The Emergency Food Assistance Program (TEFAP)

Updated : May 19th, 2022

The Emergency Food Assistance Program (TEFAP) helps low-income Americans access the food they need. TEFAP connects with the United States Department of Agriculture (USDA) to purchase nutritious food for individuals and families in need while simultaneously supporting the country’s farmers. TEFAP food is delivered to local agencies to distribute throughout their communities. The Emergency Food Assistance Program (TEFAP), formerly known as the Temporary Emergency Food Assistance Program, is a federal program that provides free food assistance to low-income families. The program was established in 1983 and is administered by the Food and Nutrition Service (FNS) at the federal level. The program aims at reducing hunger.

TEFAP helps low-income Americans access the food they need. The program connects with the United States Department of Agriculture (USDA) to purchase nutritious food for individuals and families in need while simultaneously supporting the country’s farmers. TEFAP food gets delivered to local agencies to distribute throughout their communities.

10 Things To Know About TEFAP

  1. What Is TEFAP?
  2. Who Qualifies for TEFAP?
  3. History of TEFAP
  4. What Types of Food Does TEFAP Provide?
  5. How Does TEFAP Work?
  6. Farm to Food Bank Project
  7. How To Qualify for TEFAP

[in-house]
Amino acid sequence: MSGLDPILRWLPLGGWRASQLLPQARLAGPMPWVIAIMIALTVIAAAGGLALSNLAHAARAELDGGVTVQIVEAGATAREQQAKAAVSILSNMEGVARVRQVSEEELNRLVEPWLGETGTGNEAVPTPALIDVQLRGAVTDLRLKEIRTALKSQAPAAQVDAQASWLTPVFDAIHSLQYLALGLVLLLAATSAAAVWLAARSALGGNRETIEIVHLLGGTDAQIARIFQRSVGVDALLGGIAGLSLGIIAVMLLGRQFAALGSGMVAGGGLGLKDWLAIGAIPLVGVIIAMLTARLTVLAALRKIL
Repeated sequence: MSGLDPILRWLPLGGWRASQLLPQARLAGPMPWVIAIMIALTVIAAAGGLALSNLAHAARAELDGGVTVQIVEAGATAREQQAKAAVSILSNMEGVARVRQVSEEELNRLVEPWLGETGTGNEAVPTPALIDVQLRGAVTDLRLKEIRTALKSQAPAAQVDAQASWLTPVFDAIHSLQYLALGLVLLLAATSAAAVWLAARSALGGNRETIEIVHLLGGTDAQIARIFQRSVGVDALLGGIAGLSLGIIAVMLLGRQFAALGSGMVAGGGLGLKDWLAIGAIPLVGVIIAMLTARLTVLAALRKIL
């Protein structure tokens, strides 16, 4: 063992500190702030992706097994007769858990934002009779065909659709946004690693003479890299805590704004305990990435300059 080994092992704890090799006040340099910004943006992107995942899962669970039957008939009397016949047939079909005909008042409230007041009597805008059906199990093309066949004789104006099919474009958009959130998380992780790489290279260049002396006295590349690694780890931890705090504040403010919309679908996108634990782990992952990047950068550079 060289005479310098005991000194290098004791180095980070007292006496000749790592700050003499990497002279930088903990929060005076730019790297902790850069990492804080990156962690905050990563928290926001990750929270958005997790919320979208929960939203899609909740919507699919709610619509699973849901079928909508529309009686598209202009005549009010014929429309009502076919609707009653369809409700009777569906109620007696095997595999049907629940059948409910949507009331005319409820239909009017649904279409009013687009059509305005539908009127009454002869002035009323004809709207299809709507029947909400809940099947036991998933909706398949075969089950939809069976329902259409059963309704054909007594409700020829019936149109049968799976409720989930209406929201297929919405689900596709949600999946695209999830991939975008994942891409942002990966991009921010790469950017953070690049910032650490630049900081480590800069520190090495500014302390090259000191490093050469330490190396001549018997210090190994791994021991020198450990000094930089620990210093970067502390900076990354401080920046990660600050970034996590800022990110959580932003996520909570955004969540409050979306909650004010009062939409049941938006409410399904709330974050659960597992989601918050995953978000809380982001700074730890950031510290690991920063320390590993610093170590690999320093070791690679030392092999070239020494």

8. How TEFAP Is Funded
  9. Applying for TEFAP
  10. Additional Food Assistance

Through the Emergency Food Assistance Program, the U.S. Department of Agriculture (USDA) purchases and makes nutritious and high-quality, USDA food available to state distributing agencies. The amount of food the states receive is based on the number of people with income below the state-defined poverty level and the number of unemployed persons. States will then distribute the food to agencies such as food banks. In turn, these entities will distribute the food to food pantries, soup kitchens, shelters, and other local agencies that provide food directly to those in need. 

The USDA foods can be used for household consumption as well as to serve meals in a congregate setting. TEFAP also provides states with funds to support the storage and distribution of USDA foods.

Whether temporary or long-term, every family deserves to have quality, nutritious meals each day. TEFAP allows that to happen by providing healthy ingredients to needy families through state and local agencies. The federal food distribution program works with the USDA to offer food assistance to the people who need it most.

TEFAP bridges the gap between needy families and food insecurity. Emergency food assistance is also available through TEFAP for families who already receive other government help, such as Supplemental Nutrition Assistance Program (SNAP) benefits, child care assistance, or cash assistance. USDA foods through TEFAP are also for low-income Americans who may not qualify for such assistance but still have trouble filling their pantries.

If you already receive benefits such as food stamps, Medicaid, energy assistance, or Temporary Assistance for Needy Families (TANF), you may also qualify for TEFAP. This USDA program provides emergency food to food banks, soup kitchens, and state distributing agency partners. Here’s what to know about this helpful program.

1. What Is TEFAP?

The TEFAP program works with state agencies to provide food that stocks soup kitchens, food pantries, and other community agencies that provide food to individuals and families in need. Specifically, the food from the TEFAP program benefits low-income people who may not otherwise have access to healthy, nutritious meals.

Unlike other programs that cater to specific groups of low-income people, such as school children or elderly populations, TEFAP is for anyone who meets the income criteria for their household sizes.